The Prisoners’ Right to Dignity

The subject of prisoners’ human rights, whether awaiting trial or convict, remains both contentious and controversial. It poses a contemporary challenge to the criminal justice administrators and the legislative authorities. It is well, a poignant reflection of the level of social advancement of a people.

The Universal Declaration of Human Rights, the African Charter on Human and Peoples Rights both conduced in chapter 4 of the 1999 Constitution of the Federal Republic of Nigeria, all clearly convey those rights which are natural, inalienable and personal to every human being including the prisoner: right-to-life, dignity, liberty, fair hearing, freedom of conscience, religion, association, private and family life et all.

Are prisoners (awaiting trial and convict) human beings? Of course they are! The big question then is, if they are human beings, what about their human rights, basic of which I would say are the rights to life and dignity?

Section 33 of the 1999 Constitution provides “Every person has a right to life and no one shall be deprived intentionally of his life, save in execution of the sentence of a court in respect of a criminal offence for which he has been found guilty in Nigeria”. The derogations are clearly stated in the sub sections.

Section 34 provides “Every individual is entitled to respect for the dignity of his person and accordingly (a) no person shall be subjected to torture or inhuman or degrading treatment…” This right has no provision for derogation.

The right to dignity is the central theme of prisoners right, a cardinal compliment of the right to life. The right to dignity abhors inhuman or degrading treatment. How much dignity does a prisoner have particularly, with respect to the custodial conditions and nutrition? From Ikoyi prison in Lagos to Jos prison in Plateau State, from the Wukari prison in Taraba State to the Isele Uku prison in Delta State, from Abakaliki prison in Ebonyi State to Ibara prison in Abeokuta, what you have is monumental overcrowding and the resultant poor hygiene, disease, squalor, malnutrition and often death. diseases spread easily making life behind the prison wall bitter and painful.

The situation remains as Alhaji Ibrahim Jarma, the retired Controller General of the Nigerian Prison Service said at page 17 of 2, August 1998 edition of the Daily Champion Newspaper that “Nigerian prisons are not correctional institutions yet… what you find in the prison set-up is that you have accommodation for say 200 people, instead of that 200, you will find as many as 1000 people. Out of this 1000, as many as 800 will be those awaiting trial packed like Sardines.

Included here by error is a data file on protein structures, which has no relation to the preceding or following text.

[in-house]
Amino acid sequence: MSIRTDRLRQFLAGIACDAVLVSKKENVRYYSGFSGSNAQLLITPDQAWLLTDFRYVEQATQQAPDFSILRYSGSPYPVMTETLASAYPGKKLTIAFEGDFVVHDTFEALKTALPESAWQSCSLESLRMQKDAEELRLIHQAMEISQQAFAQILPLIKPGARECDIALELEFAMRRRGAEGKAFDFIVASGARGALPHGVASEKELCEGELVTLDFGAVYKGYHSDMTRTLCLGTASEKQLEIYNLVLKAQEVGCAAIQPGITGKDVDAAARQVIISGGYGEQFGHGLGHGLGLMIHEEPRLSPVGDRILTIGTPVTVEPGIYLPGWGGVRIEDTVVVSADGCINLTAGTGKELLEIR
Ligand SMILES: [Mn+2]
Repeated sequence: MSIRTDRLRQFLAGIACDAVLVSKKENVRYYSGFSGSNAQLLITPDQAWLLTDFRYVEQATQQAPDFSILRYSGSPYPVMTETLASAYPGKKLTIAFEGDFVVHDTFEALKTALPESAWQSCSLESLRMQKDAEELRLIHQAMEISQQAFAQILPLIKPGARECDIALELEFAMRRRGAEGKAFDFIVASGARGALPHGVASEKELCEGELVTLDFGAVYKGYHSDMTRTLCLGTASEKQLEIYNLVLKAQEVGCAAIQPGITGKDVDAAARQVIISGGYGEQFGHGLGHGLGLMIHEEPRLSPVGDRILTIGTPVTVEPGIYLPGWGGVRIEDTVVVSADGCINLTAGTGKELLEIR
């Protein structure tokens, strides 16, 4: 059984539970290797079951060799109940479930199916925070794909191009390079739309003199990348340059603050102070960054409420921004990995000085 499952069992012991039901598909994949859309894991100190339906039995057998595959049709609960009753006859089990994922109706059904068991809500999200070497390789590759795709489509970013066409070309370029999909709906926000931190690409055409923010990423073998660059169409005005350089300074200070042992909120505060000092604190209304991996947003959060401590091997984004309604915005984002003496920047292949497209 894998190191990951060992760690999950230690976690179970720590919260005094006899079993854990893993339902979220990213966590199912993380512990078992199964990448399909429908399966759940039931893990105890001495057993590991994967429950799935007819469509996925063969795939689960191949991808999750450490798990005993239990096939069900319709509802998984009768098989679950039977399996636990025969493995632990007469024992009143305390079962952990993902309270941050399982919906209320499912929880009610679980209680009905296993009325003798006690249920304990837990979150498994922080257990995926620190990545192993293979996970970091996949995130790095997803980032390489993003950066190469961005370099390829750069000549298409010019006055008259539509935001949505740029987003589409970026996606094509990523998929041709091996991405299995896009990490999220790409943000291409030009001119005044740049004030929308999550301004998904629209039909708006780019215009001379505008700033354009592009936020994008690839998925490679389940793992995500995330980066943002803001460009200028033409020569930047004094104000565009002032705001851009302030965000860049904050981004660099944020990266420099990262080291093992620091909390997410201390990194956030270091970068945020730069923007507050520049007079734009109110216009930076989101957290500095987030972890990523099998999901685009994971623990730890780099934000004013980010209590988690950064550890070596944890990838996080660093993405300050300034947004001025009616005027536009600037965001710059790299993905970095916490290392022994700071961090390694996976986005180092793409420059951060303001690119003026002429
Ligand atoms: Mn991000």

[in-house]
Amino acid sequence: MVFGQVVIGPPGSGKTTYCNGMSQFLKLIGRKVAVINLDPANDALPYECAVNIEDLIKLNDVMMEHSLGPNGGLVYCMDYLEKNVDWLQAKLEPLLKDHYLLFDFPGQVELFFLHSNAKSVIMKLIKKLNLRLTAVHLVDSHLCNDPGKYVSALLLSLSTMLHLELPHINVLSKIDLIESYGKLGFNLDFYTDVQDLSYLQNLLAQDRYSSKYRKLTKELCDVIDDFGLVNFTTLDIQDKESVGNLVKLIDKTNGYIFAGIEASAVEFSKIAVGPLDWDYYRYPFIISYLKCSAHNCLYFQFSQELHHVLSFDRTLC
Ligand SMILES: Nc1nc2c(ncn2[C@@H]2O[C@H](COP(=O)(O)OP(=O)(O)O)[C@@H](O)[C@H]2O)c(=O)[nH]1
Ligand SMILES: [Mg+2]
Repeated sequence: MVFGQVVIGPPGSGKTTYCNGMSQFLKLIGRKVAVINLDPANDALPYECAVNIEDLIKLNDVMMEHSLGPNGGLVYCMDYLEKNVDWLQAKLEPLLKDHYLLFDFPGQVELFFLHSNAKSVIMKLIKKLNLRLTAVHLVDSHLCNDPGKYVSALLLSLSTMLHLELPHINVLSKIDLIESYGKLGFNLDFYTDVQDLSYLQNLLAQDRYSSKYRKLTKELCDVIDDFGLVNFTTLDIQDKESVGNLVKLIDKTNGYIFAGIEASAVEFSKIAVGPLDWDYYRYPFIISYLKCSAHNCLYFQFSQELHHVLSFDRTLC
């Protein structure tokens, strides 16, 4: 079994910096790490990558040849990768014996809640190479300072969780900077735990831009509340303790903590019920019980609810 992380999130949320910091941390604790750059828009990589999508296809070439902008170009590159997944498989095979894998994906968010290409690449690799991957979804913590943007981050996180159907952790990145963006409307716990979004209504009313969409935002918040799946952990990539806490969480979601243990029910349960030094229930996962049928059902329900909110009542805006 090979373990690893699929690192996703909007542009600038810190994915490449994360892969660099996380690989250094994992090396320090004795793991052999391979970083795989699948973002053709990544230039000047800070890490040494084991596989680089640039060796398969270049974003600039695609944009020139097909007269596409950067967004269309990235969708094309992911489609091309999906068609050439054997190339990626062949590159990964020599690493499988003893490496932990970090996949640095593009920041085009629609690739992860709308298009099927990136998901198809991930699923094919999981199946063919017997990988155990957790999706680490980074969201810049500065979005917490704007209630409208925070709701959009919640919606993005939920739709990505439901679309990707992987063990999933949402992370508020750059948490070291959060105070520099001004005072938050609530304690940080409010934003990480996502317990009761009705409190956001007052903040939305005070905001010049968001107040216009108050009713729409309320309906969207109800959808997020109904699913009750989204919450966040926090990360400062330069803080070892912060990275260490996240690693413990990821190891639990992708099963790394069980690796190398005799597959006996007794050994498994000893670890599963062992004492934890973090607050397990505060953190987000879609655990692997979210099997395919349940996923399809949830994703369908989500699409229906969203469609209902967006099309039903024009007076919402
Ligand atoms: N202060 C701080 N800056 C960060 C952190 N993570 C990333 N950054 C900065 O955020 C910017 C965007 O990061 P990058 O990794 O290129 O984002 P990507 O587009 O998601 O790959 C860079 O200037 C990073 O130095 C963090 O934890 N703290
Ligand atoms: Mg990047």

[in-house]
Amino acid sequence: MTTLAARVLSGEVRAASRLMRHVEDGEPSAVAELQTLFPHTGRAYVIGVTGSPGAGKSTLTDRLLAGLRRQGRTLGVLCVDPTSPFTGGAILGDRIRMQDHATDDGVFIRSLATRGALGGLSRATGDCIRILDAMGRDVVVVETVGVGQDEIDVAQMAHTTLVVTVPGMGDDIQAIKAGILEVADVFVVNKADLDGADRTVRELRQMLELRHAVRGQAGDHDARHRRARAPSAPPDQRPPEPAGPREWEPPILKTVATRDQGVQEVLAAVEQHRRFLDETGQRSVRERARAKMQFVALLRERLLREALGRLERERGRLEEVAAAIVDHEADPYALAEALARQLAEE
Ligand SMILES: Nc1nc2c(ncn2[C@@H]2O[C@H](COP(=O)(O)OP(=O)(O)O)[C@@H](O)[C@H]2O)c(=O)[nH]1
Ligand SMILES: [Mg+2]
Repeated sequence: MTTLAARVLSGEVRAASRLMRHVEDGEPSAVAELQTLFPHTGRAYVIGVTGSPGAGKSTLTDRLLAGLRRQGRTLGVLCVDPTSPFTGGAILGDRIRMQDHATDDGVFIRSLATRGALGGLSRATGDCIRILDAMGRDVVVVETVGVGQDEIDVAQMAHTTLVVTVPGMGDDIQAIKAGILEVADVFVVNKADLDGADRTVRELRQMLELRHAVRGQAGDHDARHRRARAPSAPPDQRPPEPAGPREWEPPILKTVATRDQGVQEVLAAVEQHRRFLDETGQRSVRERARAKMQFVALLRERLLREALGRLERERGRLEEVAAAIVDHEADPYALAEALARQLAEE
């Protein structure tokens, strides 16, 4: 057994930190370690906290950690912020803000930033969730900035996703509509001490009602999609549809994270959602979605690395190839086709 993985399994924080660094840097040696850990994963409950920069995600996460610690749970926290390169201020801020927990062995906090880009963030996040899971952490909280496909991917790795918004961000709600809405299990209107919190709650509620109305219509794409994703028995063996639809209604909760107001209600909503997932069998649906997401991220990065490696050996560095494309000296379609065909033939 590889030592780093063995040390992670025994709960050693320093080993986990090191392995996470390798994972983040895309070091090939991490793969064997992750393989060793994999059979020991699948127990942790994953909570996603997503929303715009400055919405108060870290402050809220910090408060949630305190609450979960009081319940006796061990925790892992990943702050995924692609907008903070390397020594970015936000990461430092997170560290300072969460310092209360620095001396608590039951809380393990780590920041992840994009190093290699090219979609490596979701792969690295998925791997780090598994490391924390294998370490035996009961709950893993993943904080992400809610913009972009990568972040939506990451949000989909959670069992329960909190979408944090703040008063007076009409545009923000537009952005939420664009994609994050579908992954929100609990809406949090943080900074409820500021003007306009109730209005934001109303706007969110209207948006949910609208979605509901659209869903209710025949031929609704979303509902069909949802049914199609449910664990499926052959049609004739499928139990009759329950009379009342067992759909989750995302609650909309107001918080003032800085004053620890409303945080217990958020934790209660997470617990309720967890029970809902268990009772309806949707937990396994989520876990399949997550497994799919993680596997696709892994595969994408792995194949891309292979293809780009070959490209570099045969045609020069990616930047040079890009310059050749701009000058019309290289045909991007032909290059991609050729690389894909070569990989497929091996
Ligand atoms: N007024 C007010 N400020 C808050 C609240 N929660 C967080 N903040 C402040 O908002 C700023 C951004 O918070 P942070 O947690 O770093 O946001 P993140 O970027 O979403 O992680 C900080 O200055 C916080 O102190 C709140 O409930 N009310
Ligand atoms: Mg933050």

Since there is nothing else to do when any one of them is ill, and because of the over-crowding, the infection spread rapidly. That is why you find so many of them having tuberculosis. You know Tuberculosis ravages a man’s body very rapidly”

In the circumstance, you can hardly talk of any kind of reformation rather, what you have is an embittered lot and the reign of the Darwinian theory of the species. The government, time and again has responded to the plight of prisoners by setting up one committee after another, all of which have made no substantial difference.

The present prison descongestion, reform and reentry policy it is hoped will herald a positive dawn. Various judicial decisions have emphasized that a prisoner retains all his fundamental rights, except those rights expressly or impliedly taken away by the fact of imprisonment.

In Robinson Wabah & 2 ors V COP Rivers & 3 ors (1985) 6 NCLR, it was held that “…to detain a person under deplorable prison conditions constitute an infringement of the fundamental right of every man to respect for the dignity of his person”. These rights however, have continued to elude the prisoner in spite of many years of governmental promises for improvement.

The dehumanizing conditions under which prisoners are held constitute a cancerous clog in the wheel of reformation of the prisoners, producing rather, embittered and hardened “avengers” who on release, and confronted with the disdain and rejection by society and friends, have not much option but to return to crime. Then we shout recidivism!

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